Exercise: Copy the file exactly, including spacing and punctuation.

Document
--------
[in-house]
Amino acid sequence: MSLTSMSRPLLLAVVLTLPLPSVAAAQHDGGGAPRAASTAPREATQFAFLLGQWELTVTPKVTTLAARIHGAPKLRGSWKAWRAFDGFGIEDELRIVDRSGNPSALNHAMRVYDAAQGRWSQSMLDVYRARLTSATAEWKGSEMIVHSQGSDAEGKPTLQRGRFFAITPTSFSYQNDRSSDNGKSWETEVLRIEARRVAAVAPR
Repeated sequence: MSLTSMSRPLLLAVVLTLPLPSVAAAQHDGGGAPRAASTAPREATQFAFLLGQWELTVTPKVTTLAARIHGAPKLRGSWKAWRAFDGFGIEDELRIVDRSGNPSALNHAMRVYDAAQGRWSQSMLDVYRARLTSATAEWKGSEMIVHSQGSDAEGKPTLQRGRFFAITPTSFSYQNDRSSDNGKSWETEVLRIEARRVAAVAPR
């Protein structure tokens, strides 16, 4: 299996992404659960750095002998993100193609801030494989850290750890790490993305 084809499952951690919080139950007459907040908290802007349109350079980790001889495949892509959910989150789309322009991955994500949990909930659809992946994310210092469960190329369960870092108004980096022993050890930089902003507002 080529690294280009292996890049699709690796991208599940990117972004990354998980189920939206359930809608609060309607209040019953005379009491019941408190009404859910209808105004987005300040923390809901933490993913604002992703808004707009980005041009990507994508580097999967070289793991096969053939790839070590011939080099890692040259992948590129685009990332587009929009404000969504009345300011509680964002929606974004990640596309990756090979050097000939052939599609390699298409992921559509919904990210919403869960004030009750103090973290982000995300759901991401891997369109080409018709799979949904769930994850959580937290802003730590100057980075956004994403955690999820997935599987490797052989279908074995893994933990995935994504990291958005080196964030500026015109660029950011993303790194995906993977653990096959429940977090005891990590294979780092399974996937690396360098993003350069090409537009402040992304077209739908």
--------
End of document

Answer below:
[in-house]
Amino acid sequence: MSLTSMSRPLLLAVVLTLPLPSVAAAQHDGGGAPRAASTAPREATQFAFLLGQWELTVTPKVTTLAARIHGAPKLRGSWKAWRAFDGFGIEDELRIVDRSGNPSALNHAMRVYDAAQGRWSQSMLDVYRARLTSATAEWKGSEMIVHSQGSDAEGKPTLQRGRFFAITPTSFSYQNDRSSDNGKSWETEVLRIEARRVAAVAPR
Repeated sequence: MSLTSMSRPLLLAVVLTLPLPSVAAAQHDGGGAPRAASTAPREATQFAFLLGQWELTVTPKVTTLAARIHGAPKLRGSWKAWRAFDGFGIEDELRIVDRSGNPSALNHAMRVYDAAQGRWSQSMLDVYRARLTSATAEWKGSEMIVHSQGSDAEGKPTLQRGRFFAITPTSFSYQNDRSSDNGKSWETEVLRIEARRVAAVAPR
């Protein structure tokens, strides 16, 4: 299996992404659960750095002998993100193609801030494989850290750890790490993305 084809499952951690919080139950007459907040908290802007349109350079980790001889495949892509959910989150789309322009991955994500949990909930659809992946994310210092469960190329369960870092108004980096022993050890930089902003507002 080529690294280009292996890049699709690796991208599940990117972004990354998980189920939206359930809608609060309607209040019953005379009491019941408190009404859910209808105004987005300040923390809901933490993913604002992703808004707009980005041009990507994508580097999967070289793991096969053939790839070590011939080099890692040259992948590129685009990332587009929009404000969504009345300011509680964002929606974004990640596309990756090979050097000939052939599609390699298409992921559509919904990210919403869960004030009750103090973290982000995300759901991401891997369109080409018709799979949904769930994850959580937290802003730590100057980075956004994403955690999820997935599987490797052989279908074995893994933990995935994504990291958005080196964030500026015109660029950011993303790194995906993977653990096959429940977090005891990590294979780092399974996937690396360098993003350069090409537009402040992304077209739908």